Deciding what gets priority can prove challenging.1
The Eisenhower Matrix is an incredibly useful tool to clarify your activities and basic responses to them.2
Characteristics: Urgent, Important
Characteristics: Not Urgent, Important
|Not Important||Quadrant 3|
Characteristics: Urgent, Not Important
Characteristics: Not Urgent, Not Important
Even so, urgent activities can easily squeeze out those that are important. That danger is particularly acute because importance can be more difficult to ascertain than urgency.
So, the two can easily be confused by a kind of mental substitution. When asking the harder question “What’s most important?” it’s tempting to substitute the easier question “What’s pressing on me the most?”3
But pressure is more a signal of urgency than importance. Thus, the question of criteria becomes particularly acute when considering whether an activity is important and, if so, to what degree.
Criteria for Importance
Although there’s no mathematical formula for determining importance, you can ask four questions to help clarify whether something fits the bill.4
I’ll discuss the first three below. The fourth requires more comment, so I’ll address that one separately.
How Much Does Something Matter?
This question correlates with importance probably most directly and clearly. So, it’s probably also the least helpful (since its most likely to be most synonymous).
But it’s still worth asking explicitly. Sometimes, simply asking the question can start helping you realize that whatever you’re considering actually does (or doesn’t) matter all that much. You can then rate its importance accordingly.
For How Long Does Something Matter?
When considering urgency, you’re interested in when something matters, specifically how soon it matters. Importance is also concerned with time, but things that are important often matter for longer.
For instance, you might feel that it matters to be current with the news. But if you are current, you’ll have to get current again tomorrow.
By contrast, when you invest your time in durable relationships or projects, those can matter for a great deal longer than nearer-term aims. So, you should tend to weigh those things that matter for longer as more important and vice versa.
In What Context Does Something Matter?
Not infrequently, a given activity might appear to matter a great deal in one context. But if you reframe the context—especially by taking a bigger-picture perspective—you might find that it matters less or not at all.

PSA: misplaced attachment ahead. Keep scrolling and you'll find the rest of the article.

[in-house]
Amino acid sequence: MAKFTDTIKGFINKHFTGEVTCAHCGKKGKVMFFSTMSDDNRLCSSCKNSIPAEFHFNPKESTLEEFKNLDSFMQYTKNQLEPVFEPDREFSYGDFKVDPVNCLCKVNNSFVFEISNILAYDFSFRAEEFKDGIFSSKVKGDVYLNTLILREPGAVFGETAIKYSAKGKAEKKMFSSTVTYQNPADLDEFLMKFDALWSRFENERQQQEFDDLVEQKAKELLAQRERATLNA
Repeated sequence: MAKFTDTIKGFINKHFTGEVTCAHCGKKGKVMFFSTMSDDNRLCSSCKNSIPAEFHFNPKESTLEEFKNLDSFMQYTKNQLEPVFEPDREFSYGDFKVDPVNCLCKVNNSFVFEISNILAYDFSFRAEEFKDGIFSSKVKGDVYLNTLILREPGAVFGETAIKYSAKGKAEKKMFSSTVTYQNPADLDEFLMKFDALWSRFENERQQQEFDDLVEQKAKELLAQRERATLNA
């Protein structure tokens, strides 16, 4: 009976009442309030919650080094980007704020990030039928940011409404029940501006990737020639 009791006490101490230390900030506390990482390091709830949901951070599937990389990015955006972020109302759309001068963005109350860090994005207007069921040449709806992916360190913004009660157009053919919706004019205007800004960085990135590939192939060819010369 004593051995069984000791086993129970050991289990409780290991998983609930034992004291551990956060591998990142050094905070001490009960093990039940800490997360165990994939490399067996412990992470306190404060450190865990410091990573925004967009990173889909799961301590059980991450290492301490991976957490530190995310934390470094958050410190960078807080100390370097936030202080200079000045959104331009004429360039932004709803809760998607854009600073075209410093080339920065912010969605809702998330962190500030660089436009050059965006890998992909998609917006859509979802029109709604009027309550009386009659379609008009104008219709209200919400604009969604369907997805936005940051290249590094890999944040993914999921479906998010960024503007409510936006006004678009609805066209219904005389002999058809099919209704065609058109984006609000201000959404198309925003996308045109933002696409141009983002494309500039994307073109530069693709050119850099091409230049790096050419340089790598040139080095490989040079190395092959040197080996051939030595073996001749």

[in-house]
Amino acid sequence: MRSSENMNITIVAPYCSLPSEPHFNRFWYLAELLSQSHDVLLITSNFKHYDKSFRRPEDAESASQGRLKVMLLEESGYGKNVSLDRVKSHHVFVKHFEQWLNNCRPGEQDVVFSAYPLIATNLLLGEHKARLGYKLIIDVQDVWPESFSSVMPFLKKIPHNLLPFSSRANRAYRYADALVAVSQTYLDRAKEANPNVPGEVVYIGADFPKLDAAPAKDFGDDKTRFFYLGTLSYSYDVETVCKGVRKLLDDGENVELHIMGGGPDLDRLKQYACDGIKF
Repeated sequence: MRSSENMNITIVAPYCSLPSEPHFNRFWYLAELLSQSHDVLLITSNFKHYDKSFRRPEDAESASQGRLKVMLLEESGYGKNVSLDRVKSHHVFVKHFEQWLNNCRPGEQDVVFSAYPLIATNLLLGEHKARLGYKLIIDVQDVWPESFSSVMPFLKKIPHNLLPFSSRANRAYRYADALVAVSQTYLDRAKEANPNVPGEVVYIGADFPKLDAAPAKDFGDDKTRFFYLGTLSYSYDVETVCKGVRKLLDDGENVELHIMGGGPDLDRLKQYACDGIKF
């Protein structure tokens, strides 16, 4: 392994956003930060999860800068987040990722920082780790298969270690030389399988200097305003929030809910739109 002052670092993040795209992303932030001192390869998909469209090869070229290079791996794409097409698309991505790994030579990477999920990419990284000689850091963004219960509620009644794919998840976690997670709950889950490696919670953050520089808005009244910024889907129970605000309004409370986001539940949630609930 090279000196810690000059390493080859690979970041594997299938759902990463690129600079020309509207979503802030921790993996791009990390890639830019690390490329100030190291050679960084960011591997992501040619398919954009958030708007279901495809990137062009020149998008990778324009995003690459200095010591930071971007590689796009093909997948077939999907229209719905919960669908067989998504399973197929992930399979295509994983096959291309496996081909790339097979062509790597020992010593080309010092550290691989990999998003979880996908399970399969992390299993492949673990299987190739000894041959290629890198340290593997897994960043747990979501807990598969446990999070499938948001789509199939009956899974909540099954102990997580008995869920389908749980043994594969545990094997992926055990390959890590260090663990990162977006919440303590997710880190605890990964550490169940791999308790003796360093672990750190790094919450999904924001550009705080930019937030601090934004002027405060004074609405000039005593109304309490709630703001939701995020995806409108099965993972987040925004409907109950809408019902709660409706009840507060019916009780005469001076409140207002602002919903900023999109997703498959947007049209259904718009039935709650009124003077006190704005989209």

For instance, if you’re invited to a meeting, you might earn a kind of good will by going, even if you have nothing particular to contribute. But if you’re in the meeting, you won’t be working on a research project that will have a much longer-term significance.
So, that wider perspective would lead you to weight working on your research as more important than warming a chair in a conference room.
Ultimately, importance is weightier than urgency. But amid the loud clamor and heavy pressure from the urgent, it can be hard to tell what’s actually important.
To start discerning, ask how much, for how long, and in what context something matters. You’ll still have to integrate and evaluate the answers. But you’ll have ready at hand some of the key building blocks for determining whether something is important and, if so, to what degree.
Header image provided by Oliver Roos. ↩
On this matrix, see especially Stephen R. Covey, The 7 Habits of Highly Effective People: Powerful Lessons in Personal Change, 25th anniversary ed. (New York: Simon & Schuster, 2013), 159–64. ↩
This kind of substitution is copiously documented in Daniel Kahneman, Thinking, Fast and Slow (New York: Farrar, Straus & Giroux, 2011). ↩
Cf. David Allen, Getting Things Done: The Art of Stress-Free Productivity (New York: Penguin, 2003), 48. In deriving the questions I discuss below, I’ve particularly benefitted from Allen, Things; Covey, Habits; Michael S. Hyatt, Free to Focus: A Total Productivity System to Achieve More by Doing Less (Grand Rapids, MI: Baker Publishing Group, 2019); and Rory Vaden, Procrastinate on Purpose: 5 Permissions to Multiply Your Time (New York: Perigee, 2015). ↩